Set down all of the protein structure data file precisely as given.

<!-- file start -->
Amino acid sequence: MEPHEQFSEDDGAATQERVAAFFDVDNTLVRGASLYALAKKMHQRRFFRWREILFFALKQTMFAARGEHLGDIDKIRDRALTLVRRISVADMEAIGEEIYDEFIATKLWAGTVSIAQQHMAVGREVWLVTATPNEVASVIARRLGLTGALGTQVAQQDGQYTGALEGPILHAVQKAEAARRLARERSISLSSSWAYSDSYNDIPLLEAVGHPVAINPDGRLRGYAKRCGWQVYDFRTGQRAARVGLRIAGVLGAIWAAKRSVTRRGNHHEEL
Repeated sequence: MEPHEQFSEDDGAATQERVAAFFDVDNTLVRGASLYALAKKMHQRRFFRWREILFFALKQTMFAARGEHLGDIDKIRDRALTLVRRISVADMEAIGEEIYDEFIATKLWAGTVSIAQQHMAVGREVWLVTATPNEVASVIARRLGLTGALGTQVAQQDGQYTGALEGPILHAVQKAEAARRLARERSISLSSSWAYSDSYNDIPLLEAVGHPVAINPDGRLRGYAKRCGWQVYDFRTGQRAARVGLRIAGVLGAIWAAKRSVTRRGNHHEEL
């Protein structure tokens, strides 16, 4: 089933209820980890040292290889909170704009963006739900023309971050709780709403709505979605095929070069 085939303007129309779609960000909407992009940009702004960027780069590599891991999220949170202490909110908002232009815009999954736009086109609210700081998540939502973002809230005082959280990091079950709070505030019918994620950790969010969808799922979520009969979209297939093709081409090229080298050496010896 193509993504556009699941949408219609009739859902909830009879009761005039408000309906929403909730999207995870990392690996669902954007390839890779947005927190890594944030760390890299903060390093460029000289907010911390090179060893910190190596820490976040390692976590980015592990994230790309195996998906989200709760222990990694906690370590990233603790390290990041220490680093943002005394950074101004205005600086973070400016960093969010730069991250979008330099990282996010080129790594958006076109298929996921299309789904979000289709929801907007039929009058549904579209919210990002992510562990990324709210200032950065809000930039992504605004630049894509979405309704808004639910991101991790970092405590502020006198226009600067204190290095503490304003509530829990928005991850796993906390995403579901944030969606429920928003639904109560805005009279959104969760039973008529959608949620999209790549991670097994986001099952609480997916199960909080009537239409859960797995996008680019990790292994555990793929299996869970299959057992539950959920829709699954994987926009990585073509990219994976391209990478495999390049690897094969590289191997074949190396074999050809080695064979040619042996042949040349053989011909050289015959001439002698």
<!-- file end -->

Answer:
Amino acid sequence: MEPHEQFSEDDGAATQERVAAFFDVDNTLVRGASLYALAKKMHQRRFFRWREILFFALKQTMFAARGEHLGDIDKIRDRALTLVRRISVADMEAIGEEIYDEFIATKLWAGTVSIAQQHMAVGREVWLVTATPNEVASVIARRLGLTGALGTQVAQQDGQYTGALEGPILHAVQKAEAARRLARERSISLSSSWAYSDSYNDIPLLEAVGHPVAINPDGRLRGYAKRCGWQVYDFRTGQRAARVGLRIAGVLGAIWAAKRSVTRRGNHHEEL
Repeated sequence: MEPHEQFSEDDGAATQERVAAFFDVDNTLVRGASLYALAKKMHQRRFFRWREILFFALKQTMFAARGEHLGDIDKIRDRALTLVRRISVADMEAIGEEIYDEFIATKLWAGTVSIAQQHMAVGREVWLVTATPNEVASVIARRLGLTGALGTQVAQQDGQYTGALEGPILHAVQKAEAARRLARERSISLSSSWAYSDSYNDIPLLEAVGHPVAINPDGRLRGYAKRCGWQVYDFRTGQRAARVGLRIAGVLGAIWAAKRSVTRRGNHHEEL
């Protein structure tokens, strides 16, 4: 089933209820980890040292290889909170704009963006739900023309971050709780709403709505979605095929070069 085939303007129309779609960000909407992009940009702004960027780069590599891991999220949170202490909110908002232009815009999954736009086109609210700081998540939502973002809230005082959280990091079950709070505030019918994620950790969010969808799922979520009969979209297939093709081409090229080298050496010896 193509993504556009699941949408219609009739859902909830009879009761005039408000309906929403909730999207995870990392690996669902954007390839890779947005927190890594944030760390890299903060390093460029000289907010911390090179060893910190190596820490976040390692976590980015592990994230790309195996998906989200709760222990990694906690370590990233603790390290990041220490680093943002005394950074101004205005600086973070400016960093969010730069991250979008330099990282996010080129790594958006076109298929996921299309789904979000289709929801907007039929009058549904579209919210990002992510562990990324709210200032950065809000930039992504605004630049894509979405309704808004639910991101991790970092405590502020006198226009600067204190290095503490304003509530829990928005991850796993906390995403579901944030969606429920928003639904109560805005009279959104969760039973008529959608949620999209790549991670097994986001099952609480997916199960909080009537239409859960797995996008680019990790292994555990793929299996869970299959057992539950959920829709699954994987926009990585073509990219994976391209990478495999390049690897094969590289191997074949190396074999050809080695064979040619042996042949040349053989011909050289015959001439002698």